Doris let me have a taste of her diver scallops and they were really lovely - impeccably fresh, plump and cooked perfectly, nestled in a bed of risotto.

    Fourth St. Bistro delivers a tasty product on a consistent basis, and that’s a nice thing for Reno, Nevada. Fourth St. Bistro was in the vanguard in offering locally sourced menu items. Is it still standout? Well … probably not anymore. I have a feeling that a bit of fresh thinking might be in order. And, some better attention to visuals - like plating of food. My lamb chops were really yummy, but notice that you don’t see a photograph here. I have one, but I’m not sharing.

    One part of the visual element might be the lighting in the dining room - it’s mostly supplied by the front window, which affords a view - but overall it seems dim and unfocused, and affords a shadowy view of one’s meal. I think this could be an opportunity for them. However, for a nice dinner with friends, or a date night, you’re going to get your money’s worth and have a very pleasant experience at Fourth St. Bistro.

    The next evening found us in Mill Valley, California, having dinner with our daughter and son-in-law, and our nephew-the-big-time-chef who was in the area on business. Really. He was. It was a serious buying trip with the photos to prove it - in the lettuce fields of California. There are a lot of places to go, but last minute ideas tend to mean you’ll be aced out of some of the choice spots - in this case, the fall-back was a winner. Piazza D’Angelo is one of our favorite Italian restaurants in the area, and one that I’ve written about before.

    The photo above is my Branzino with seasonal vegetables and yes, those are edible flowers. Branzino, also known as Barramundi, is one of those fish that I would love to love. If I could find a place that could prepare it. Problem solved - Piazza D’Angelo did a smackdown job. This was not just beautiful to look at, but absolutely delicious. The vegetables were the best possible supporting players - each hitting the right notes as strong ensemble players. The fish, roasted, was perfect - all tender inside a crispy skin.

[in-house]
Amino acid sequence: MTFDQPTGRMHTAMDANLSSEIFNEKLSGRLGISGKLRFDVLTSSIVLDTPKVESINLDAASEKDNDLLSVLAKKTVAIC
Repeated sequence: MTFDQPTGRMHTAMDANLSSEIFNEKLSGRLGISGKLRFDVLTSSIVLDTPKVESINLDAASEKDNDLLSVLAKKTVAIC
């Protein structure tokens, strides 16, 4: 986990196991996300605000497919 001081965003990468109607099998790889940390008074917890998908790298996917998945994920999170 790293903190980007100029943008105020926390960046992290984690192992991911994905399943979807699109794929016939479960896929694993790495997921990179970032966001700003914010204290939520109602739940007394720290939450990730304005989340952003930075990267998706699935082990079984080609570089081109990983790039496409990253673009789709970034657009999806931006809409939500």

The service at Piazza D’Angelo is always top-notch. Our server on this evening was an attractive young woman with a charming Italian accent, who seemed to capture our mood right away. She recommended the special pizza as a starter, and it was scrumptious. I don’t remember there being any left on the platter.

    Yes, there were edible flowers on the pizza, too. Normally, I see this in restaurants and consider it either an annoying conceit, or a gimmick designed to divert my attention from sub-par food. Not in this case. The Chive blossoms really added to the whole - which included some savory anchovies. The crust didn’t have too much char, but just enough. It was thin crust in the best tradition.

    We inhaled this Caprese style salad with house made Burrata cheese - which seems to be the rage in so many Italian places these days. The only reason this didn’t get a 5 star rating? The less than ripe sliced tomatoes. But, on the whole we snagged every last bite, bathed in a basil infused olive oil and a drizzle of chili oil. In fact, there was a bite left when the waitress tried to retrieve the nearly empty plate, but Robert was quicker than she was.

    As always, we ended the meal, as is only correct, with a creamy espresso. Piazza D’Angelo uses the very best espresso beans from Graffeo in the city.

    Just when you think that you’ll never want to eat again (Ha!), the next day dawns in Marin County. The fog layer kept trying to spill over Mt. Tam, and we left the house about lunch time, each thinking that “yes, should probably be taking a jacket”. That’s the way it is in the Bay Area. Are you too hot in the summertime, then go to the Bay Area to get cooled off. Too cold in the wintertime? Go to the Bay Area to warm up.

    I asked my son-in-law, Michael, where we were headed, and he gave me that Cheshire Cat grin. 

    “Farmshop.